Joan and George have been friends since they first met in the 1970s, when they both lived at Belchertown State School. They moved out at the same time and, being good friends, they stayed in contact despite each living in different residential programs. What they really wanted was to live right next to each other. With some coordination, they found themselves living in side-by-side apartments. The landlord, recognizing their special friendship, agreed to add a door between the apartments, much like adjoining rooms in hotel, so they could move easily between their separate units. For many years it was a perfect solution.
MHA’s Megan Therrien met Joan and George in 2014 when she was assigned to provide outreach support to each of them. Megan helped them to live in the community by taking them to the store, doctor’s appointments and social events. She helped them manage their money, pay their bills and stay organized. Over several years, she developed a good working relationship and a fondness for them.
In time, advancing age and health issues meant Joan and George could not live independently any longer. The state Department of Developmental Services began looking for solutions so each could have their own needs met. But Megan realized a fundamental part of meeting their needs was for them to be together. Megan so enjoyed her regular interactions with Joan and George, she wondered whether she could provide the right opportunity.
She approached MHA and asked to explore the possibility of becoming a Shared Living provider. MHA’s Shared Living Program matches persons with developmental disabilities to individuals and families who welcome them to live in their home and experience everyday family and community life. Building caring relationships within a family and within the community is the essence of Shared Living.
There were detailed discussions about Megan’s role and how her background in outreach support could translate into success as a Shared Living provider. She certainly has had plenty of direct care experience as the mother of a young son, 5-year-old Ben. Megan went through each step of the formal process for becoming a Shared Living provider and her application was approved.
Of course, Joan and George were asked what they thought about living with Megan—and both loved it! Their story of friendship then took a new, deeper turn when Joan and George asked whether they might live together, as a couple. As it turned out, a house in their same neighborhood was being renovated by the landlord who owned Joan and George’s individual apartments (and installed that adjoining door). The 3-bedroom house had plenty of space for Megan, Ben, and Joan and George to share.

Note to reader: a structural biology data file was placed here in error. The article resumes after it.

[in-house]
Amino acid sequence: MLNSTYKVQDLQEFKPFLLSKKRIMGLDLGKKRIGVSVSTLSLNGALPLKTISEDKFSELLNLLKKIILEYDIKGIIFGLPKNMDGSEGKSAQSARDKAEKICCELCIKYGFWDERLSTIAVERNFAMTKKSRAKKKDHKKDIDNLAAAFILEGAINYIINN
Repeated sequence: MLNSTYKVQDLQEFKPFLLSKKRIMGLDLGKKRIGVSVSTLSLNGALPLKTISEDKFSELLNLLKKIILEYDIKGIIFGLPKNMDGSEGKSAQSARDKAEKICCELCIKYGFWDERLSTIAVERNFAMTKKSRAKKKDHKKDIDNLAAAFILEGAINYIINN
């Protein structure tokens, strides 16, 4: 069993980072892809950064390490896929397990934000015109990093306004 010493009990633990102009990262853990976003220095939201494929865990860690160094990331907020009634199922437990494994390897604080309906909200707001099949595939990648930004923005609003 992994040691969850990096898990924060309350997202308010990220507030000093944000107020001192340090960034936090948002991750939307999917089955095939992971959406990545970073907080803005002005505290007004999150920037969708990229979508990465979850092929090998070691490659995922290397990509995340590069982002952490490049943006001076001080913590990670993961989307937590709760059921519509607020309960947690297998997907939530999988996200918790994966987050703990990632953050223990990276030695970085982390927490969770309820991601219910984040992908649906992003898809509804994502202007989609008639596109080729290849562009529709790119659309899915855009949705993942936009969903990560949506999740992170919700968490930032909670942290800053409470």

Before Joan and George started with Shared Living, while still living in their side by side apartments, they had a formal commitment ceremony. The Knights of Columbus and church members organized the ceremony with a service and a cake to commemorate the day. Joan and George have an album with many photos they enjoy sharing with others. Now they have their own room and live like a married couple, as part of a family that includes Megan and Ben, as well as Megan’s mother Tracy who provides respite care.
Importantly, Joan and George let Megan know the things they want to do and she helps make it so. One example was taking a vacation to the beach, as a family. The idea of family has been embraced especially by Megan’s son, who has “adopted” Joan and George as surrogate grandparents. Their bond is truly special. George and Ben like to play trucks together. Ben is a boy’s boy, but he’s very gentle with his housemates, especially Joanie. When they ride in the car together, he holds her hand. A favorite Saturday routine is going to Atkins Farm Store, where they know the lady at the pastry counter.
George likes to visit Nick’s Barber Shop regularly, as he’s done for decades. He wants to look sharp when he takes Joan out for date night, often for spaghetti suppers at the Knights of Columbus where he is a member. Megan makes sure he has pocket money when they go out. She also watches for potential health issues. One day Megan noticed Joan’s lips and tongue starting to swell, so she took her right away for medical care. Then she connected with the nurse who visits regularly so Joan’s care team was kept up to date. It turned out to be an interaction with a new medication she was taking; fortunately, it got noticed right away.
The loving, decades-long friendship between Joan and George is stronger than ever, and it continues to grow because Megan found a way for them to stay together in a family environment. They’re just like any elderly couple holding hands and sharing goodnight kisses. When they’re out together, you may not even realize these are folks with a disability. And their Shared Living family shows some of the many ways humans express love for each other.